Jupyter Notebook Menu Items
The Jupyter Notebook has several menus that you can use to interact with your Notebook. This is a list of the menus:
This lesson will go over the menus one by one. You’ll learn how to use the menus to combine markdown text with code, create checkpoints, modify cells, change the way data is presented, add widgets, and how to use the Notebook’s keyboard shortcuts.
00:37 What I’m going to do now is I will change this one to a Markdown cell. You see that In disappears, and now I’m going to paste in a bit of text that I wrote before, which is essentially just us talking about the menu items.
You can see that it’s pre-formatted with this hashtag (
#) before—it’s going to make a heading. And then once I run this cell, you can see that it’s nicely formatted. It looks like HTML, essentially.
01:03 We’ll talk more about Markdown later on, but I wanted to show you how fun it is to use Jupyter Notebooks also for keeping your workflow intact and in one place, so I’m just going to use it for my notes for what we want to talk about in here. So, looking at the menu items, we have the File menu up here, and one of the important things in there—like, this is where you can make new Notebooks, where you can open Notebooks, et cetera, make a copy.
01:35 And one that is interesting to highlight is Save and Checkpoint. Even though Jupyter Notebooks saves the work automatically pretty frequently—so you don’t have to worry about it too much—but sometimes you can come here, click Save and Checkpoint, and then you will have the Checkpoint created, here, you’ll have the time, and from then on you have the possibility to revert back to a checkpoint that you created.
You can delete them and undo the deletions, et cetera. You can also split cells—let’s take a quick look at that. Depending on where I place my cursor—so, we’re currently at the
**Edit** menu, I will put it in here—and I can say Split Cell, and then it splits the cell at this point and we have two Markdown cells right here that I can run separately.
02:49 Here we can clean up a little. I can toggle the header, which we have up here. I can toggle the toolbar, make a bit more space, stay more focused. For now, we want to keep those because I want to talk a bit about the items.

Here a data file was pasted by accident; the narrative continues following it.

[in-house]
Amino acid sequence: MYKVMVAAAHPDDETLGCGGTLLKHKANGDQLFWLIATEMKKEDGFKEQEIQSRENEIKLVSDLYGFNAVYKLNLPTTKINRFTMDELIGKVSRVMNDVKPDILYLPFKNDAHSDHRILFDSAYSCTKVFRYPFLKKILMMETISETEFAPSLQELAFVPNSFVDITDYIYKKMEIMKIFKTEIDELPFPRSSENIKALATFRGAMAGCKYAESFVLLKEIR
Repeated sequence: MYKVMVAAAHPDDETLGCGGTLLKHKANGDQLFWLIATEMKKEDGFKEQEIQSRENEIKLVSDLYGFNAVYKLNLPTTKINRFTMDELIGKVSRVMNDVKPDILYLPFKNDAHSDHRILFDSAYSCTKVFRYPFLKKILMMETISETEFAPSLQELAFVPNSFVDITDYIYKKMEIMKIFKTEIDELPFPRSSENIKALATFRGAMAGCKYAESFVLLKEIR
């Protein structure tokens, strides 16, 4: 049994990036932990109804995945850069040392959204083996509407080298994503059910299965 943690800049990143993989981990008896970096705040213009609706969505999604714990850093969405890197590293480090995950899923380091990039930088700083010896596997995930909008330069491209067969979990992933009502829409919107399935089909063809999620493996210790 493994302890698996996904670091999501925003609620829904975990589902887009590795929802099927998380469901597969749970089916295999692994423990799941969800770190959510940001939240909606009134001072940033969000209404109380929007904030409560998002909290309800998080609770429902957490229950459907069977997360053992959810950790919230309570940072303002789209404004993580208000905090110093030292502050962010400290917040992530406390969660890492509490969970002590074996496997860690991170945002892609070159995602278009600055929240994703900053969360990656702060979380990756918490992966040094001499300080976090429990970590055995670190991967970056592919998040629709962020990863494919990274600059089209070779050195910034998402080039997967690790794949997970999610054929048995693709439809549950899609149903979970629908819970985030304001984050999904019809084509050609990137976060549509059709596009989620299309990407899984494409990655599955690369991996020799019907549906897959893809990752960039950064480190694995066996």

03:44 The next one is the Cell menu item. In this one we can decide to run a cell, or run all of the cells at one point—this is often useful if you’re opening a Notebook anew that you’ve already written code in—sometimes you just want to run all the cells.
04:12 Because you might have the question “What is this Raw NBConvert?”—we’re going to talk about it a bit later, but it’s related to if you export a Jupyter Notebook, you can give some specific instructions on how to deal with that export.
04:48 There’s also a keyboard shortcut that is set to b, so pressing b inserts a cell below, and pressing a inserts a cell above. So, I would go here, select that and press a—then it inserts a cell above the currently selected cell.
Another way to change the type of cell that we already looked at quickly is you can come here and then select which cell you want. Heading here is a legacy, this doesn’t exist anymore. If I changed to Heading, we get this information that this is not meant to be used, so you just want to use Markdown for that. This would include a heading, and if we make a cell that would only contain a heading, we would do it like this: come here, change to Markdown, then
# Our heading, and execute.
06:14 Generally, you’re probably not going to deal with this very much. You can, in here, interrupt the kernel, restart it, or even change it to a different kernel. Currently, we just have access to a Python 3 one.
06:38 The second-to-last menu item here is the Widgets menu item. I currently don’t have anything in here, but you can install additional widgets that allow users of your Notebook or viewers of your Notebook to interact with data visualizations that you have. There’s map extensions, and then there’s 3D animation extensions—et cetera, et cetera—and you can access those over Widgets. And the final menu item is Help. In here, you can find help about Jupyter Notebooks, as well as something that’s useful to get the keyboard shortcuts up. And in here, you can always check up on what are useful keyboard commands.
07:19 There’s a lot of them, so don’t worry too much about it, but a couple of them are very useful and you’re going to be using some of them very frequently. For example, create cells, delete cells—or run a cell, with Shift + Enter.
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